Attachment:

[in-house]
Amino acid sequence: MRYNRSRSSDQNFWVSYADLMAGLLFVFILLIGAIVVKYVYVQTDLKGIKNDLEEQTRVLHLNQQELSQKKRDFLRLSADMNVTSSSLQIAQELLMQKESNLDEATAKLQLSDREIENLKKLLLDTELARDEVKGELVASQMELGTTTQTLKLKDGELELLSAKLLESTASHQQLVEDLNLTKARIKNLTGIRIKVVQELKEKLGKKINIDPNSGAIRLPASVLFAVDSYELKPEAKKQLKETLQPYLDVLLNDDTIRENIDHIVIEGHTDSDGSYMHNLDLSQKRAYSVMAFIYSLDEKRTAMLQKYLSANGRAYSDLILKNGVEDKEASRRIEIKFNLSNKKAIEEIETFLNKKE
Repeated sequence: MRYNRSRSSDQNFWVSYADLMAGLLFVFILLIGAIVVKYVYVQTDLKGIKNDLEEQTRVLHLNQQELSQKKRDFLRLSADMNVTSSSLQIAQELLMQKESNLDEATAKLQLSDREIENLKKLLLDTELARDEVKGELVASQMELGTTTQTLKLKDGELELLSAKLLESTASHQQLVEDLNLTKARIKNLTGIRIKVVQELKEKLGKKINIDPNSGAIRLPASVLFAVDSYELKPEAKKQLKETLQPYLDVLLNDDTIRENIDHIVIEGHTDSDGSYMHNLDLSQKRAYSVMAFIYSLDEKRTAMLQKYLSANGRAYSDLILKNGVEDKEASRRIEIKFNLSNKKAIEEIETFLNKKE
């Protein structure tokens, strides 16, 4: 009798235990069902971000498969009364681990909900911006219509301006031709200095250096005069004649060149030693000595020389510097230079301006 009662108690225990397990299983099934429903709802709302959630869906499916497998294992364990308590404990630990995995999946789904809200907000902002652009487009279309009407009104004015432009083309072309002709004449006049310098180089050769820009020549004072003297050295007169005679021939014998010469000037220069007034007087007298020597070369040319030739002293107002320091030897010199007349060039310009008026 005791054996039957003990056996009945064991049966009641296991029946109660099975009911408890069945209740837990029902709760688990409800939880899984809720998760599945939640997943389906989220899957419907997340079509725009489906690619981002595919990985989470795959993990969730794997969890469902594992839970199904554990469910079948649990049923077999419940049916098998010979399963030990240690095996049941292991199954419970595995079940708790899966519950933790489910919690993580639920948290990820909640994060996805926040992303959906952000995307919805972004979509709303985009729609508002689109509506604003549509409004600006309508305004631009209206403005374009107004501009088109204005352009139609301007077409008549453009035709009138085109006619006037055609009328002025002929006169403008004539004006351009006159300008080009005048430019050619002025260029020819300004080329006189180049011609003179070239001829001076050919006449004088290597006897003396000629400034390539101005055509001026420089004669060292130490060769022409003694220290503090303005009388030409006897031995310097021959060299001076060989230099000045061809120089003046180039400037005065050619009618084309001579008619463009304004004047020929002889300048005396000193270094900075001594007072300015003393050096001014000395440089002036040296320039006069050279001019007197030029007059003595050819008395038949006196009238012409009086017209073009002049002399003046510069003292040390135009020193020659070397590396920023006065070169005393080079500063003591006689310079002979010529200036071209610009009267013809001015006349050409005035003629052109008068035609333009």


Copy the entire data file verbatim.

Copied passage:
[in-house]
Amino acid sequence: MRYNRSRSSDQNFWVSYADLMAGLLFVFILLIGAIVVKYVYVQTDLKGIKNDLEEQTRVLHLNQQELSQKKRDFLRLSADMNVTSSSLQIAQELLMQKESNLDEATAKLQLSDREIENLKKLLLDTELARDEVKGELVASQMELGTTTQTLKLKDGELELLSAKLLESTASHQQLVEDLNLTKARIKNLTGIRIKVVQELKEKLGKKINIDPNSGAIRLPASVLFAVDSYELKPEAKKQLKETLQPYLDVLLNDDTIRENIDHIVIEGHTDSDGSYMHNLDLSQKRAYSVMAFIYSLDEKRTAMLQKYLSANGRAYSDLILKNGVEDKEASRRIEIKFNLSNKKAIEEIETFLNKKE
Repeated sequence: MRYNRSRSSDQNFWVSYADLMAGLLFVFILLIGAIVVKYVYVQTDLKGIKNDLEEQTRVLHLNQQELSQKKRDFLRLSADMNVTSSSLQIAQELLMQKESNLDEATAKLQLSDREIENLKKLLLDTELARDEVKGELVASQMELGTTTQTLKLKDGELELLSAKLLESTASHQQLVEDLNLTKARIKNLTGIRIKVVQELKEKLGKKINIDPNSGAIRLPASVLFAVDSYELKPEAKKQLKETLQPYLDVLLNDDTIRENIDHIVIEGHTDSDGSYMHNLDLSQKRAYSVMAFIYSLDEKRTAMLQKYLSANGRAYSDLILKNGVEDKEASRRIEIKFNLSNKKAIEEIETFLNKKE
């Protein structure tokens, strides 16, 4: 009798235990069902971000498969009364681990909900911006219509301006031709200095250096005069004649060149030693000595020389510097230079301006 009662108690225990397990299983099934429903709802709302959630869906499916497998294992364990308590404990630990995995999946789904809200907000902002652009487009279309009407009104004015432009083309072309002709004449006049310098180089050769820009020549004072003297050295007169005679021939014998010469000037220069007034007087007298020597070369040319030739002293107002320091030897010199007349060039310009008026 005791054996039957003990056996009945064991049966009641296991029946109660099975009911408890069945209740837990029902709760688990409800939880899984809720998760599945939640997943389906989220899957419907997340079509725009489906690619981002595919990985989470795959993990969730794997969890469902594992839970199904554990469910079948649990049923077999419940049916098998010979399963030990240690095996049941292991199954419970595995079940708790899966519950933790489910919690993580639920948290990820909640994060996805926040992303959906952000995307919805972004979509709303985009729609508002689109509506604003549509409004600006309508305004631009209206403005374009107004501009088109204005352009139609301007077409008549453009035709009138085109006619006037055609009328002025002929006169403008004539004006351009006159300008080009005048430019050619002025260029020819300004080329006189180049011609003179070239001829001076050919006449004088290597006897003396000629400034390539101005055509001026420089004669060292130490060769022409003694220290503090303005009388030409006897031995310097021959060299001076060989230099000045061809120089003046180039400037005065050619009618084309001579008619463009304004004047020929002889300048005396000193270094900075001594007072300015003393050096001014000395440089002036040296320039006069050279001019007197030029007059003595050819008395038949006196009238012409009086017209073009002049002399003046510069003292040390135009020193020659070397590396920023006065070169005393080079500063003591006689310079002979010529200036071209610009009267013809001015006349050409005035003629052109008068035609333009």